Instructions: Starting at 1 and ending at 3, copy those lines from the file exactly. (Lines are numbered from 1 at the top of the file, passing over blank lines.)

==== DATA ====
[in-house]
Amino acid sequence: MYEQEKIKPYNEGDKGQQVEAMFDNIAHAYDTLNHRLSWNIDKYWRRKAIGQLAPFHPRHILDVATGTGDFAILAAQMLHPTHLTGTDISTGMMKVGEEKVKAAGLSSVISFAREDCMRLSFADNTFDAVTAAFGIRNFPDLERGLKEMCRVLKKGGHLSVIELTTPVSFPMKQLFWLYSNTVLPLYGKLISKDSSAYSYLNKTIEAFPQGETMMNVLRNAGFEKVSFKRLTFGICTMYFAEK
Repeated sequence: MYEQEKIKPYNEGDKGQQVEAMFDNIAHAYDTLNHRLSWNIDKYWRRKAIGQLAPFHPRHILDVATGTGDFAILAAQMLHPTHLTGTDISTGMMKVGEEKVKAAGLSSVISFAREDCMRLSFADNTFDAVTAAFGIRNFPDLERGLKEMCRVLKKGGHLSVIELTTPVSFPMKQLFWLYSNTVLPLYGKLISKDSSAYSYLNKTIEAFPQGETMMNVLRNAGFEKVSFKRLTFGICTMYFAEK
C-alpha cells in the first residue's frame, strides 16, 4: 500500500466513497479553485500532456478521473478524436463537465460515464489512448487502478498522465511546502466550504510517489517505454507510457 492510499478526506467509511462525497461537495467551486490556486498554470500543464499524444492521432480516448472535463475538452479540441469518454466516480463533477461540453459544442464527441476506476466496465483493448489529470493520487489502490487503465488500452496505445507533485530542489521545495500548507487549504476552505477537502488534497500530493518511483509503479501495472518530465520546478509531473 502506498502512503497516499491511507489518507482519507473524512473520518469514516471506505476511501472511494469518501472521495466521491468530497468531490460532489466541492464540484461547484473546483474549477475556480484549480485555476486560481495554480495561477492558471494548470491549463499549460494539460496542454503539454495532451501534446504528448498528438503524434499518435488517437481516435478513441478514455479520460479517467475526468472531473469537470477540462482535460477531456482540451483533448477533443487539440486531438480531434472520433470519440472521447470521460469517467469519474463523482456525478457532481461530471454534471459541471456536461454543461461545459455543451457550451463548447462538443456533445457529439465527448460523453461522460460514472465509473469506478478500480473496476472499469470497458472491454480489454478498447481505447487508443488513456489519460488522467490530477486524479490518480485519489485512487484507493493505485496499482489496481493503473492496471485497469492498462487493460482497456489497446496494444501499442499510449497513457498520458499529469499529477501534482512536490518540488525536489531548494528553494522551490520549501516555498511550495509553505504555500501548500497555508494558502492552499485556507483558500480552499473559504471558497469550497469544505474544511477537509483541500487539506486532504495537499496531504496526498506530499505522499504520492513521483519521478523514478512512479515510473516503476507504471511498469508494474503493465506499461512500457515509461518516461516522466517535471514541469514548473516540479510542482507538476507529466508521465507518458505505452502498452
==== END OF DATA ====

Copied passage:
[in-house]
Amino acid sequence: MYEQEKIKPYNEGDKGQQVEAMFDNIAHAYDTLNHRLSWNIDKYWRRKAIGQLAPFHPRHILDVATGTGDFAILAAQMLHPTHLTGTDISTGMMKVGEEKVKAAGLSSVISFAREDCMRLSFADNTFDAVTAAFGIRNFPDLERGLKEMCRVLKKGGHLSVIELTTPVSFPMKQLFWLYSNTVLPLYGKLISKDSSAYSYLNKTIEAFPQGETMMNVLRNAGFEKVSFKRLTFGICTMYFAEK
Repeated sequence: MYEQEKIKPYNEGDKGQQVEAMFDNIAHAYDTLNHRLSWNIDKYWRRKAIGQLAPFHPRHILDVATGTGDFAILAAQMLHPTHLTGTDISTGMMKVGEEKVKAAGLSSVISFAREDCMRLSFADNTFDAVTAAFGIRNFPDLERGLKEMCRVLKKGGHLSVIELTTPVSFPMKQLFWLYSNTVLPLYGKLISKDSSAYSYLNKTIEAFPQGETMMNVLRNAGFEKVSFKRLTFGICTMYFAEK